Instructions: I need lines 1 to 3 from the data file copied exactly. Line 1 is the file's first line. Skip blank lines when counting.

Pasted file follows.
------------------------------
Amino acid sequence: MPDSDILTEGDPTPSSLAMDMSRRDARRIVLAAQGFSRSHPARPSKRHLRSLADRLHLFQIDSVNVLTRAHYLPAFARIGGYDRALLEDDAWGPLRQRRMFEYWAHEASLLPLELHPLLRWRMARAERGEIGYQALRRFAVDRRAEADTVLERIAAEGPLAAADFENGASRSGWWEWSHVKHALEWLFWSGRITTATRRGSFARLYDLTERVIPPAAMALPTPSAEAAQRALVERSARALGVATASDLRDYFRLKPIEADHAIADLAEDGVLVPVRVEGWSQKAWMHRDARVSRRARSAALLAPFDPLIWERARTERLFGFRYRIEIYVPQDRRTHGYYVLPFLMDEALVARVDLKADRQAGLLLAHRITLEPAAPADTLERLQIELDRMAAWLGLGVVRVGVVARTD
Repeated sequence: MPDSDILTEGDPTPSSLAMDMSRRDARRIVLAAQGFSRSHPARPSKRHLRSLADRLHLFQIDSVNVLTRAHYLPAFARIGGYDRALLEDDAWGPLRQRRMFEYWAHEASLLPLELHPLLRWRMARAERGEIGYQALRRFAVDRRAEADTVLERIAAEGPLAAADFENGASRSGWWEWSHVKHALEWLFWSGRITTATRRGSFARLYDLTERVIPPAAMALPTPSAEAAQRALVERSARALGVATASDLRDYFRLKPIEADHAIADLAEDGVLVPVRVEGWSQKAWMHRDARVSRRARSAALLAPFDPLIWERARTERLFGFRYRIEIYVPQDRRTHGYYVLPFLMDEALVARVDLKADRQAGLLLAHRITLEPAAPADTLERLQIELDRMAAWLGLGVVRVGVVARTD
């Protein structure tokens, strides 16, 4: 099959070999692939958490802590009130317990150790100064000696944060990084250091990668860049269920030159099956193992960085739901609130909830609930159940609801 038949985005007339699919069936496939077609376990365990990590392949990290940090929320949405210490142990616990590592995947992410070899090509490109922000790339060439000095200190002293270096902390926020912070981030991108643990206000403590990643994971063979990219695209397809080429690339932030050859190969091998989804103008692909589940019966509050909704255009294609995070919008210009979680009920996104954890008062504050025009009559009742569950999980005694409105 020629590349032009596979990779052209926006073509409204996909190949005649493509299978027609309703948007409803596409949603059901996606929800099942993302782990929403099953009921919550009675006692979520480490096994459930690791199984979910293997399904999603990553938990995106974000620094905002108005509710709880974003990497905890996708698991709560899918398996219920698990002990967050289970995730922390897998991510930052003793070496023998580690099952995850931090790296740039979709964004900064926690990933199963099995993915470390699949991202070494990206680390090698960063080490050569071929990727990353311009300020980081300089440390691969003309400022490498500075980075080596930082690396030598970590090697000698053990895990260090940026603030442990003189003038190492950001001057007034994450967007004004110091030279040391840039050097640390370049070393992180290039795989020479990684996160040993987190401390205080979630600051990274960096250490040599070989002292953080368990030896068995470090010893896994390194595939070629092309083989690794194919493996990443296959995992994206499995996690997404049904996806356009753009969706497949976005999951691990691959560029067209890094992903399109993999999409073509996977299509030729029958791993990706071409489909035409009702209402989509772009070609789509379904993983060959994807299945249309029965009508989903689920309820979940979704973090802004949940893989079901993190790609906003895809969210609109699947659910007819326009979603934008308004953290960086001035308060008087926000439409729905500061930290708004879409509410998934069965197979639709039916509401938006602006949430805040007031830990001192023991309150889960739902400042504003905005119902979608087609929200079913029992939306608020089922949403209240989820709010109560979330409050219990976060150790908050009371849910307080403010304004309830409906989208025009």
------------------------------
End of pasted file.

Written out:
Amino acid sequence: MPDSDILTEGDPTPSSLAMDMSRRDARRIVLAAQGFSRSHPARPSKRHLRSLADRLHLFQIDSVNVLTRAHYLPAFARIGGYDRALLEDDAWGPLRQRRMFEYWAHEASLLPLELHPLLRWRMARAERGEIGYQALRRFAVDRRAEADTVLERIAAEGPLAAADFENGASRSGWWEWSHVKHALEWLFWSGRITTATRRGSFARLYDLTERVIPPAAMALPTPSAEAAQRALVERSARALGVATASDLRDYFRLKPIEADHAIADLAEDGVLVPVRVEGWSQKAWMHRDARVSRRARSAALLAPFDPLIWERARTERLFGFRYRIEIYVPQDRRTHGYYVLPFLMDEALVARVDLKADRQAGLLLAHRITLEPAAPADTLERLQIELDRMAAWLGLGVVRVGVVARTD
Repeated sequence: MPDSDILTEGDPTPSSLAMDMSRRDARRIVLAAQGFSRSHPARPSKRHLRSLADRLHLFQIDSVNVLTRAHYLPAFARIGGYDRALLEDDAWGPLRQRRMFEYWAHEASLLPLELHPLLRWRMARAERGEIGYQALRRFAVDRRAEADTVLERIAAEGPLAAADFENGASRSGWWEWSHVKHALEWLFWSGRITTATRRGSFARLYDLTERVIPPAAMALPTPSAEAAQRALVERSARALGVATASDLRDYFRLKPIEADHAIADLAEDGVLVPVRVEGWSQKAWMHRDARVSRRARSAALLAPFDPLIWERARTERLFGFRYRIEIYVPQDRRTHGYYVLPFLMDEALVARVDLKADRQAGLLLAHRITLEPAAPADTLERLQIELDRMAAWLGLGVVRVGVVARTD
């Protein structure tokens, strides 16, 4: 099959070999692939958490802590009130317990150790100064000696944060990084250091990668860049269920030159099956193992960085739901609130909830609930159940609801 038949985005007339699919069936496939077609376990365990990590392949990290940090929320949405210490142990616990590592995947992410070899090509490109922000790339060439000095200190002293270096902390926020912070981030991108643990206000403590990643994971063979990219695209397809080429690339932030050859190969091998989804103008692909589940019966509050909704255009294609995070919008210009979680009920996104954890008062504050025009009559009742569950999980005694409105 020629590349032009596979990779052209926006073509409204996909190949005649493509299978027609309703948007409803596409949603059901996606929800099942993302782990929403099953009921919550009675006692979520480490096994459930690791199984979910293997399904999603990553938990995106974000620094905002108005509710709880974003990497905890996708698991709560899918398996219920698990002990967050289970995730922390897998991510930052003793070496023998580690099952995850931090790296740039979709964004900064926690990933199963099995993915470390699949991202070494990206680390090698960063080490050569071929990727990353311009300020980081300089440390691969003309400022490498500075980075080596930082690396030598970590090697000698053990895990260090940026603030442990003189003038190492950001001057007034994450967007004004110091030279040391840039050097640390370049070393992180290039795989020479990684996160040993987190401390205080979630600051990274960096250490040599070989002292953080368990030896068995470090010893896994390194595939070629092309083989690794194919493996990443296959995992994206499995996690997404049904996806356009753009969706497949976005999951691990691959560029067209890094992903399109993999999409073509996977299509030729029958791993990706071409489909035409009702209402989509772009070609789509379904993983060959994807299945249309029965009508989903689920309820979940979704973090802004949940893989079901993190790609906003895809969210609109699947659910007819326009979603934008308004953290960086001035308060008087926000439409729905500061930290708004879409509410998934069965197979639709039916509401938006602006949430805040007031830990001192023991309150889960739902400042504003905005119902979608087609929200079913029992939306608020089922949403209240989820709010109560979330409050219990976060150790908050009371849910307080403010304004309830409906989208025009």